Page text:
DOWNTOWN — Bill Babiarz admits he's a bit nervous to run 150 miles across Illinois.
But the cause behind the run, he said, will make it well worth the effort.
From March 12-16, Babiarz, an options trader Downtown, will run west to east across the state to raise awareness and money for the fight against Rett syndrome — a rare developmental disorder from which his 4-year-old daughter Cameron suffers. Rett prevents Cameron from speaking, walking or using her hands.
“I run in hopes that one day Cammy will run alongside me,” Babiarz said. “The long distance is symbolic of how difficult it is for Cammy to take just one step, something almost all of us take for granted.”
That "will be the longest run of my life in one day by far," said Babiarz, who has completed four marathons, the last in 2006. "But Cammy works her butt off every day in therapies, and it's nothing compared to what she does."
While running, Babiarz will be carrying a flag for the International Rett Syndrome Foundation. The official course hasn't been finalized, but he likely will be taking Illinois 38, U.S. 30 and two-lane county roads for a good portion of his run.
He came up with the idea for the statewide run after hearing about a friend who ran from Florida to Chicago to raise awareness for cerebral palsy.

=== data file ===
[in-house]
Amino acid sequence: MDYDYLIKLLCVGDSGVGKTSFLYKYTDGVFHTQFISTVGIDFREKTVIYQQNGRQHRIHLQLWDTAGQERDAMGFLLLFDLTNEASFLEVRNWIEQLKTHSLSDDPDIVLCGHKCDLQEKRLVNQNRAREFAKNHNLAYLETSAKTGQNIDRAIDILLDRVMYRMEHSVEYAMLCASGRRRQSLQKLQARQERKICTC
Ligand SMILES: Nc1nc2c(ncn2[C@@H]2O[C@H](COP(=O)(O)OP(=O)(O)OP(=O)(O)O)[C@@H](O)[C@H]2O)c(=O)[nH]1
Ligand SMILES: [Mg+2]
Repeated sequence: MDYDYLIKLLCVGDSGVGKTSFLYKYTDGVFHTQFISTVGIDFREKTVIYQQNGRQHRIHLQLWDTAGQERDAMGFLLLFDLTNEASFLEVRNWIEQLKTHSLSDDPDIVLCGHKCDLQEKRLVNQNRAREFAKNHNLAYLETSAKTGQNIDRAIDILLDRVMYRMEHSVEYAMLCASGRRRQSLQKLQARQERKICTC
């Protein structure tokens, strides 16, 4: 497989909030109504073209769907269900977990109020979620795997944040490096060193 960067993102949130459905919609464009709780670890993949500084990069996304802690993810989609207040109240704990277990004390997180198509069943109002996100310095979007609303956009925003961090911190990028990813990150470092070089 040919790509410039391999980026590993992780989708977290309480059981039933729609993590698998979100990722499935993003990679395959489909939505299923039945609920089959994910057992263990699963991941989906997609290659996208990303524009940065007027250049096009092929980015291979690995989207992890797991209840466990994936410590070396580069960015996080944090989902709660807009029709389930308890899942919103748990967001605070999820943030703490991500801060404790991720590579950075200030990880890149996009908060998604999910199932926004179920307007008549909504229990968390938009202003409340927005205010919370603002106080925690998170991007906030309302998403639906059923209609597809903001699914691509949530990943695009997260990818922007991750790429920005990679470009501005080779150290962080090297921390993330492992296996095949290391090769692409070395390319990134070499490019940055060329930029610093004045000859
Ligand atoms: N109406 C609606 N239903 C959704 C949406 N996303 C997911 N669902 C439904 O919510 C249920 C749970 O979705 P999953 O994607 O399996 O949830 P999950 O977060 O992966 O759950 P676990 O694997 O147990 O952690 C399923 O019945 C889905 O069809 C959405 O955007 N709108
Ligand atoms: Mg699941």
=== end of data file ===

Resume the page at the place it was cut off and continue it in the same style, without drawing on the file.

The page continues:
Bill and his wife, Jackie, have been active fundraisers to find a cure for Rett syndrome, which was discovered in 1954. Last year, they raised $43,000 for the foundation during an event at Sidebar Downtown, and a similar outing is planned for March 22 at the same locale.
The Babiarzes also started the "Cammy Can" Facebook page, which features Cammy's accomplishments and pictures of celebrities, including Cubs pitcher Jeff Samardzija and Bears kicker Robbie Gould, holding a superhero-like logo featuring a cartoon version of Cammy.
Last summer, Cammy's family created a 24-item bucket list for her, which included touching the Stanley Cup. That task was checked off the list when Blackhawks CEO and President John McDonough brought Lord Stanley's chalice to Brooks Park in Edison Park.
There, McDonough spent a few precious moments with Cammy — at one point kissing her on the forehead — as well as Jackie, Bill, and their youngest daughter, 2-year-old Ryan. The moment also was featured on the Blackhawks' documentary "17 Seconds."
The Babiarzes, who met at the University of Illinois, lived in Bucktown before moving to west suburban Wheaton in 2010 so Cammy would have a backyard to play in. For the first 1½ years of her life, Cammy was like any normal child, able to feed herself and say "mama, dada and babba."
But Rett syndrome — which affects about 1 in 10,000 children, mostly girls — caused a massive, extremely quick regression. Girls affected by the syndrome can expect to live to middle age.
Cammy has full cognitive ability, but she can't eat without assistance, and her only way of communicating is by using "Eye gaze," an eye-tracking device.
"All we ever hoped for was to spread awareness," Jackie, an Edgebrook native, said last year. "That's the only thing we have control over, to feel like we're doing what we can to help her."